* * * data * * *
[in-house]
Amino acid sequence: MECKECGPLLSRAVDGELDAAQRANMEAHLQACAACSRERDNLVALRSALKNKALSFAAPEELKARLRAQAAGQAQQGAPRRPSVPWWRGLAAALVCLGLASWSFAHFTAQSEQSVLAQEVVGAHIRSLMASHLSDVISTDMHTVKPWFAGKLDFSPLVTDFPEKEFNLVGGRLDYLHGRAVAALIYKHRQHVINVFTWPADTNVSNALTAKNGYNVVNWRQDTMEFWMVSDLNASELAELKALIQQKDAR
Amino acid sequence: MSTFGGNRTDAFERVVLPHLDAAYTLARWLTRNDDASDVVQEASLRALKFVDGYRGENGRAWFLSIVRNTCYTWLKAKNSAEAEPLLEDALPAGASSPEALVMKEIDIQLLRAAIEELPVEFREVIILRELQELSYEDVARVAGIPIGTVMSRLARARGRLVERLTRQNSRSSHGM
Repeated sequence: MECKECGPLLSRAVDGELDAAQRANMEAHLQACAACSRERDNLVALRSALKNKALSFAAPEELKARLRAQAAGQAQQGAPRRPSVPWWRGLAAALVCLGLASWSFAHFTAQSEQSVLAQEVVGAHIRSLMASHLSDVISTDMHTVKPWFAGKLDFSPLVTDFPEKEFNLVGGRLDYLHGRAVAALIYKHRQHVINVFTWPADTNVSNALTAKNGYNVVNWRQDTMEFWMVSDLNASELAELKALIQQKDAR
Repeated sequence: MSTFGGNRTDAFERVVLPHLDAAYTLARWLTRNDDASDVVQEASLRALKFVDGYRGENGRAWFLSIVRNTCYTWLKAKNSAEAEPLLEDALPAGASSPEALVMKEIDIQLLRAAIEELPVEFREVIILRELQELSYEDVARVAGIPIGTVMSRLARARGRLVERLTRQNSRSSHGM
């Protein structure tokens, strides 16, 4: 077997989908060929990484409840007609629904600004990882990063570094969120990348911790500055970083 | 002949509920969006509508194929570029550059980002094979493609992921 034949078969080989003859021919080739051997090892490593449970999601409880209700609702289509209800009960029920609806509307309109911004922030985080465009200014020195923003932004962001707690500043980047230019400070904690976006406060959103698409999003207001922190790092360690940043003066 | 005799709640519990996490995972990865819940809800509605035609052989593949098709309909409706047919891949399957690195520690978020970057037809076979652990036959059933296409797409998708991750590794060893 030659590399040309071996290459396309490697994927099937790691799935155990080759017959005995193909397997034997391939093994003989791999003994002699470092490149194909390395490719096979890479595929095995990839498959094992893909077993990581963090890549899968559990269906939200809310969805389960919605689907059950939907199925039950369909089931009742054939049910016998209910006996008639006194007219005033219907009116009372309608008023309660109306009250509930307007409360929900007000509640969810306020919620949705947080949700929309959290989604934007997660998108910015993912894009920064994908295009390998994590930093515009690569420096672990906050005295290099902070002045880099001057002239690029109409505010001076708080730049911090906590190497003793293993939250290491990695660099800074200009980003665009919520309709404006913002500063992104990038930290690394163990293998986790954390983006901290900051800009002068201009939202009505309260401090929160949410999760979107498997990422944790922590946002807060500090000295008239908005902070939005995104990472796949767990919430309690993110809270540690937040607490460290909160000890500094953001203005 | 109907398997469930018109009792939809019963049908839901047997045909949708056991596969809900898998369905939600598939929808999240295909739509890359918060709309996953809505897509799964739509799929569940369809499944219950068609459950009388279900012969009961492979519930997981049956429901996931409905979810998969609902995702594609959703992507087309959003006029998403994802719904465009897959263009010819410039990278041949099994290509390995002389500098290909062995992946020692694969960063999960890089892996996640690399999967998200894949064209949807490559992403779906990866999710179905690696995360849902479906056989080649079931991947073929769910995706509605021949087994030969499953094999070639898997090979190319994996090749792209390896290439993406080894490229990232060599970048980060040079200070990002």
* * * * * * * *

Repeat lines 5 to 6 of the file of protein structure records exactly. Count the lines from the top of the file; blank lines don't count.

Repeated sequence: MSTFGGNRTDAFERVVLPHLDAAYTLARWLTRNDDASDVVQEASLRALKFVDGYRGENGRAWFLSIVRNTCYTWLKAKNSAEAEPLLEDALPAGASSPEALVMKEIDIQLLRAAIEELPVEFREVIILRELQELSYEDVARVAGIPIGTVMSRLARARGRLVERLTRQNSRSSHGM
């Protein structure tokens, strides 16, 4: 077997989908060929990484409840007609629904600004990882990063570094969120990348911790500055970083 | 002949509920969006509508194929570029550059980002094979493609992921 034949078969080989003859021919080739051997090892490593449970999601409880209700609702289509209800009960029920609806509307309109911004922030985080465009200014020195923003932004962001707690500043980047230019400070904690976006406060959103698409999003207001922190790092360690940043003066 | 005799709640519990996490995972990865819940809800509605035609052989593949098709309909409706047919891949399957690195520690978020970057037809076979652990036959059933296409797409998708991750590794060893 030659590399040309071996290459396309490697994927099937790691799935155990080759017959005995193909397997034997391939093994003989791999003994002699470092490149194909390395490719096979890479595929095995990839498959094992893909077993990581963090890549899968559990269906939200809310969805389960919605689907059950939907199925039950369909089931009742054939049910016998209910006996008639006194007219005033219907009116009372309608008023309660109306009250509930307007409360929900007000509640969810306020919620949705947080949700929309959290989604934007997660998108910015993912894009920064994908295009390998994590930093515009690569420096672990906050005295290099902070002045880099001057002239690029109409505010001076708080730049911090906590190497003793293993939250290491990695660099800074200009980003665009919520309709404006913002500063992104990038930290690394163990293998986790954390983006901290900051800009002068201009939202009505309260401090929160949410999760979107498997990422944790922590946002807060500090000295008239908005902070939005995104990472796949767990919430309690993110809270540690937040607490460290909160000890500094953001203005 | 109907398997469930018109009792939809019963049908839901047997045909949708056991596969809900898998369905939600598939929808999240295909739509890359918060709309996953809505897509799964739509799929569940369809499944219950068609459950009388279900012969009961492979519930997981049956429901996931409905979810998969609902995702594609959703992507087309959003006029998403994802719904465009897959263009010819410039990278041949099994290509390995002389500098290909062995992946020692694969960063999960890089892996996640690399999967998200894949064209949807490559992403779906990866999710179905690696995360849902479906056989080649079931991947073929769910995706509605021949087994030969499953094999070639898997090979190319994996090749792209390896290439993406080894490229990232060599970048980060040079200070990002």